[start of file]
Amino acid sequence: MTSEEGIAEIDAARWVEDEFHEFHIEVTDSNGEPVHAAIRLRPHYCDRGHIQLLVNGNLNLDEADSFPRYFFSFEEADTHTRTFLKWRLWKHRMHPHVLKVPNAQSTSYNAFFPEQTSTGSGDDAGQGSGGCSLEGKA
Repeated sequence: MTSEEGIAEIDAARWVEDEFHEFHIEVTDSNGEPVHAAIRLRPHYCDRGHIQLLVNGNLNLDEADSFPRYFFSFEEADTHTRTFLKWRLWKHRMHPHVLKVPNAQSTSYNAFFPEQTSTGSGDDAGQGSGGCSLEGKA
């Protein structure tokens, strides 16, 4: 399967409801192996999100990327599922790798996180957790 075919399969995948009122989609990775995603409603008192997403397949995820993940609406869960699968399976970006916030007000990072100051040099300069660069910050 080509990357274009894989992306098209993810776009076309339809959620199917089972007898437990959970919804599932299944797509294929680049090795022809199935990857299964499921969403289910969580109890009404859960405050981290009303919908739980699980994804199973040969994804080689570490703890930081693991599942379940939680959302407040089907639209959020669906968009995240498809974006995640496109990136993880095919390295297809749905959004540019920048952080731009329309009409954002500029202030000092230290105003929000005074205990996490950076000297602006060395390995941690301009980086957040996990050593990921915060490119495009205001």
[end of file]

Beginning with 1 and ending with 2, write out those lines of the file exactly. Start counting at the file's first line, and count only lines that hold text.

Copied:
Amino acid sequence: MTSEEGIAEIDAARWVEDEFHEFHIEVTDSNGEPVHAAIRLRPHYCDRGHIQLLVNGNLNLDEADSFPRYFFSFEEADTHTRTFLKWRLWKHRMHPHVLKVPNAQSTSYNAFFPEQTSTGSGDDAGQGSGGCSLEGKA
Repeated sequence: MTSEEGIAEIDAARWVEDEFHEFHIEVTDSNGEPVHAAIRLRPHYCDRGHIQLLVNGNLNLDEADSFPRYFFSFEEADTHTRTFLKWRLWKHRMHPHVLKVPNAQSTSYNAFFPEQTSTGSGDDAGQGSGGCSLEGKA